30 Acute Unprotected Left Mainstem Occlusion Emergency Percutaneous Coronary Intervention: Analysis of the British Cardiovascular Intervention Society Database

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Limited data exists about management and outcome following presentation with unprotected left mainstem occlusion (ULMSO). To evaluate in-hospital outcomes and one-year mortality of patients presenting with ULMSO treated with primary percutaneous coronary intervention (PPCI).


400,985 PCI cases were recorded in the British Cardiovascular Intervention Society database of all PCI cases in the UK from January 2007 to August 2012. 1,473 patients underwent emergency unprotected left mainstem (LMS) PPCI (1.6% of all PPCI). 389 patients having emergency PPCI (0.44% of all PPCI) presented with ULMSO (occlusive disease defined as TIMI flow 0/1 and stenosis >75%). These ULMSO patients were compared with 733 emergency patients treated with non-occlusive LMS disease. All-cause mortality was tracked by the office of national statistics and life status was available at 7, 30, 90 and 365 days following intervention.


86,672 patients had PPCI within the observation period (5.7% 30-mortality). The approximate incidence of ULMSO PPCI is 11 cases/year/100,000 population. Presentation with ULMSO was associated with a doubling in the likelihood of peri-procedural shock (60% vs. 29%; p < 0.001) and/or IABP support (56% vs. 29%; p < 0.001) compared to those with non-occlusive LMS disease. In-hospital (40% vs. 18%; p < 0.001), and 1-year mortality (54% vs. 32%; p < 0.001) was higher in patients with ULMSO compared with patients presenting with a patent LMS. 1-year mortality in the ULMSO groups was 2.5-fold higher in those with peri-procedural cardiogenic shock (CS; 72% vs. 29%; p < 0.001). However, late mortality rates were independent of initial haemodynamic status (30-day vs. 1-year mortality was 58% vs. 72% respectively in the ULMSO group with CS and 21% vs. 29% respectively in those without CS) (Figure 1).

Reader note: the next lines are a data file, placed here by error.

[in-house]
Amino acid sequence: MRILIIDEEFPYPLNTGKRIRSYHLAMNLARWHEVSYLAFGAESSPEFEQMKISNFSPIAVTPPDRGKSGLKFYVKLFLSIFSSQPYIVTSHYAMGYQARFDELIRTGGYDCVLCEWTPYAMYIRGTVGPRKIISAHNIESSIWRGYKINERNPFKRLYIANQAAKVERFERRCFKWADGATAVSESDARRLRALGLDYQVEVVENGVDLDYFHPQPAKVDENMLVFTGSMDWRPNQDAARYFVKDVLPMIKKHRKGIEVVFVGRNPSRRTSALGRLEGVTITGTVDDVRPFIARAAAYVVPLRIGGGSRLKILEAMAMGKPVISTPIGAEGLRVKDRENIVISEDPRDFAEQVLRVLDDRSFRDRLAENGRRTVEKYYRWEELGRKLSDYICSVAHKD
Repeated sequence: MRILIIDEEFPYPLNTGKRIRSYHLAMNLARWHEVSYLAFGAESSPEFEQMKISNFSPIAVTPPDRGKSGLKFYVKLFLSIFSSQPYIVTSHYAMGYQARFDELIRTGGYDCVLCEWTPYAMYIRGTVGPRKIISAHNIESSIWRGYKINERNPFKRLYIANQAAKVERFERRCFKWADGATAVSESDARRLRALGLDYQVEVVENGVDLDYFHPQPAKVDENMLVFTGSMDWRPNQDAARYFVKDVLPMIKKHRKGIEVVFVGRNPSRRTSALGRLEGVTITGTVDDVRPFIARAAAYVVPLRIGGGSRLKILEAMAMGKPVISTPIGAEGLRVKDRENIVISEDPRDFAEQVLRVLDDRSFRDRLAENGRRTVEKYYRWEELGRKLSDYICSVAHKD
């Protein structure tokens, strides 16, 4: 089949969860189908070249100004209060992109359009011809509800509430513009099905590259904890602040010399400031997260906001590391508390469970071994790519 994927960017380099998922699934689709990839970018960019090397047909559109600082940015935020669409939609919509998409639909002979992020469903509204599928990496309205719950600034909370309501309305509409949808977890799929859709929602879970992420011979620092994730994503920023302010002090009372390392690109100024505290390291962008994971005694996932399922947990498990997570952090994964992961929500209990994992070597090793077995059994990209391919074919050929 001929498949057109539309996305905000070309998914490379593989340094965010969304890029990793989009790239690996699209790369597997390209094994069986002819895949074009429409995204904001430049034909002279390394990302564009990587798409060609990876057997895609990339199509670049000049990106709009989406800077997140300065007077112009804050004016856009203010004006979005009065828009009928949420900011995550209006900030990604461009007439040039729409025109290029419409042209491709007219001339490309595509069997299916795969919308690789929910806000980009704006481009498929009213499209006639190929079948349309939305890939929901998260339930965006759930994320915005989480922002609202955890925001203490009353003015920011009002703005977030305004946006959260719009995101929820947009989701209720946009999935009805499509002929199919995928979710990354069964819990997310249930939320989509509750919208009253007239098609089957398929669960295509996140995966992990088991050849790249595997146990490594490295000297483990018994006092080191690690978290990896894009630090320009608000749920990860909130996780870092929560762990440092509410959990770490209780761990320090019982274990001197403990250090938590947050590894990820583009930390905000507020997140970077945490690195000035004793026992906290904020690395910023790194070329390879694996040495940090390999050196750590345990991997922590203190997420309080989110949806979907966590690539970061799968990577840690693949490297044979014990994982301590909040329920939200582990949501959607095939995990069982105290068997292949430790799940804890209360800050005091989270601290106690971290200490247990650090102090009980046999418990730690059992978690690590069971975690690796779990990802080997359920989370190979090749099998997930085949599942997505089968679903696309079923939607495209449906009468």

In patients undergoing PPCI for ULMSO, acute outcomes are poor and additional therapies are required to improve outcome. However long-term outcomes for survivors of ULMSO are encouraging.

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